From spotlighting trees to highlighting pathways, landscaping lights add beauty and safety to your outdoor spaces.
If you think your outdoor plants, trees, and shrubs are only viewable during daylight hours, you're missing out. Easy-to-install options for landscaping lights can increase the viewing enjoyment of your outdoor space, adding a brand-new vista for your flowerbeds and borders. Here's expert advice on how to integrate lights outside.
When it comes to trees or large, stand-alone shrubs or plants, it's easy to narrow down your options for landscaping lights. That's because the type of light you choose depends on the size and structure of your plant. "The rule is that if you have a narrow, tall plant or tree, you want to use a narrow-focused spot beam," says Jeffrey Dross, corporate director of education and industry trends with Kichler Lighting. "If you have a short, squat, wide, fat plant, you want to use a flood light to light the whole thing."
For example, if you have a tall palm tree, there's not much going on at ground level. But go up 20 feet, and there's some greenery, which means your option for landscaping lights should be a slim profile. "A narrow spotlight is going to keep light narrow at the bottom," Dross says. "Once the light goes up, it'll widen out a bit so that it will light that umbrella top on the palm tree."
Contrast that with options for landscaping lights for evergreens: The tree is wide on the bottom and narrows to a point. "If you have a spotlight that is wide to begin with, it's more likely to illuminate the full width at the bottom, and touch the little point at the top of the tree," Dross says.
Your options for landscaping lights may change based on how your yard changes with the seasons. In the spring and halfway through the fall, your trees -- partially devoid of foliage -- will have a completely different profile when lit then during summertime and even winter. "A tree with no leaves may cast a shadow on a nearby wall that's really appealing," Dross says. "You'll get different designs as you move through the seasons."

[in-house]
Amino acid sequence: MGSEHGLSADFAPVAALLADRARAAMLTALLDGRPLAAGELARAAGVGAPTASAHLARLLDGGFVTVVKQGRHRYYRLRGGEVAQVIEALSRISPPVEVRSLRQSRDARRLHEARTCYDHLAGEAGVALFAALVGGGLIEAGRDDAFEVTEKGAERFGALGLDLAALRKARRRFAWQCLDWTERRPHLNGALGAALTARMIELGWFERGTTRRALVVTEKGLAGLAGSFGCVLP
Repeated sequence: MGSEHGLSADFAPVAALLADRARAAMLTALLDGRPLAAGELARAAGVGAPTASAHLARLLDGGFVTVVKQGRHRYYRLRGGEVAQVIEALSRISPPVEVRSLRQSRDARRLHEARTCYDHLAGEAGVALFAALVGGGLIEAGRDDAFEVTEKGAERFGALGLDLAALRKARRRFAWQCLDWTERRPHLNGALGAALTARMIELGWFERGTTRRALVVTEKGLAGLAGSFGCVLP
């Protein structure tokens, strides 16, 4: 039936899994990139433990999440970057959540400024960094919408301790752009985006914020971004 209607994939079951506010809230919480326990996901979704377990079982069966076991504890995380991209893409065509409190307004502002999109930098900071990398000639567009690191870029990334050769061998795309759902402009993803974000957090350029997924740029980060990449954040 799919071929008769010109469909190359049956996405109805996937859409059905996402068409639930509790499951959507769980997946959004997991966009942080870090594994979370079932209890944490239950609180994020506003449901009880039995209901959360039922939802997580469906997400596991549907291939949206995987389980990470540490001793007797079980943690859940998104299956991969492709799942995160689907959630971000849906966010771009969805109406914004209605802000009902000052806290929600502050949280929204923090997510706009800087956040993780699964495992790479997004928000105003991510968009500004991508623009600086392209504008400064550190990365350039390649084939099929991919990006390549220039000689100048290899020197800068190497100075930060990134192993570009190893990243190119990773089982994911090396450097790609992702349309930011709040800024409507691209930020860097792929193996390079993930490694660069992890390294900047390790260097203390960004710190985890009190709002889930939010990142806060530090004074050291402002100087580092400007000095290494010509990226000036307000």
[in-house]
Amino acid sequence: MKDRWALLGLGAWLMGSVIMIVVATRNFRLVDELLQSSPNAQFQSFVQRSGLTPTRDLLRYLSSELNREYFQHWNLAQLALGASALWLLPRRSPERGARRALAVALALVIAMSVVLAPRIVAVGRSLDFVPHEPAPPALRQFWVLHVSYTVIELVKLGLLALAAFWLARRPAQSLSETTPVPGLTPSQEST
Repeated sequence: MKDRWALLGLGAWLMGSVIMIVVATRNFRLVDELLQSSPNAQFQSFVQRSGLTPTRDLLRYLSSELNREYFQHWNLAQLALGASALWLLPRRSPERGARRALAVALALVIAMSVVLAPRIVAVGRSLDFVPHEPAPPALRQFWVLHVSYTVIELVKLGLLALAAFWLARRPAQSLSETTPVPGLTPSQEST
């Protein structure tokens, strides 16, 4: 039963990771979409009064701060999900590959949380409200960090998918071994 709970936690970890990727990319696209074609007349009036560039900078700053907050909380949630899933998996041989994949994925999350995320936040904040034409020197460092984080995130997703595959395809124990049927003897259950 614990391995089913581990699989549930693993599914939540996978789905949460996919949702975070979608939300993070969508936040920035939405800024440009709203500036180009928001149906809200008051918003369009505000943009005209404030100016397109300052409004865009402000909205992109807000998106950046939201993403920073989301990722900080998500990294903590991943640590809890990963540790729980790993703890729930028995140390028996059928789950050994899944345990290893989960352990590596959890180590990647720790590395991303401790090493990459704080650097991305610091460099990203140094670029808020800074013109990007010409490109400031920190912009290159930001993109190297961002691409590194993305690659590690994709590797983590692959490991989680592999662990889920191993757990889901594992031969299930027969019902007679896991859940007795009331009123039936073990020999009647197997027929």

Color is another consideration when deciding on landscaping lights. An annual flowerbed that's filled with yellow, orange, and gold marigolds in the growing season may look ablaze when lit up in summertime. "Color at night can be kind of fun," Dross says. "Play with the type of flowers you put in a bed; brighter colors are the ones that are going to pop. Trees like the cut leaf maple turn a really beautiful purple red in the fall, and landscape lights can grab a hold of that color and pop it out of the garden."
Many flowerbeds border walkways, making them a natural option for landscaping lights that both accent and provide safety. But resist the temptation to place the lights at a specific center-to-center dimension. "You'll end up with an extremely boring look," Dross says.
Another option for landscaping lights along a pathway is to place them where you're going to get some visual interest, which will benefit the garden and illuminate the steps or a walkway. "You don't have to fully illuminate a path; the eye is going to understand that there is a path there," Dross says. "A light near a step is going to illuminate that step enough so that when guests come in, they're going to see it."
If you have beds separated by grass but near a walkway and don't want to place lights in the lawn, there's another option for landscaping lights. "Put lighting in the bed at the front, at the middle, and at the house, and your eye will fill the space that might be dark in between with light," Dross says.
There are plenty of options for landscaping lights that are pretty, like a lantern style or ones focused on a bulb. But those are choices that don't work as well in flowerbeds or for trees and shrubs. "When it's direct, you see the bulb or source of light and that causes quite a bit of glare at night, which may make it difficult to see a nearby path," Dross says.
Instead, go for lights that have a metal hood, for example, with a lace cutout pattern and a decorative dot of light. "It's a lot easier for the eye to process when it's not getting poked with light," Dross says.
Many people are mistaken that their options for landscaping lights should be accompanied by high wattage bulbs. That's not the case. A full moon, for example, is 1/10 of a footcandle -- not much light at all, but enough for you to see really well at night. "When you are outside at night, your eyes get acclimated to a low level of light so they do not need a huge amount of supplemental light," Dross says. "Don't feel you need to 'overwatt' landscape lighting. Low levels are comfortable and do a real nice job."
With the exception of blue tints on evergreens, outdoor lights should remain fairly colorless. Look for lights that provide illumination in a typical incandescent color range, which is around 2,700 to 3,000 kelvins (denoted on the lightbulb box). "Anything above that is going to look too blue, and if it hits nearby architecture, such as a building or a wall, it gets offensive looking," Dross says.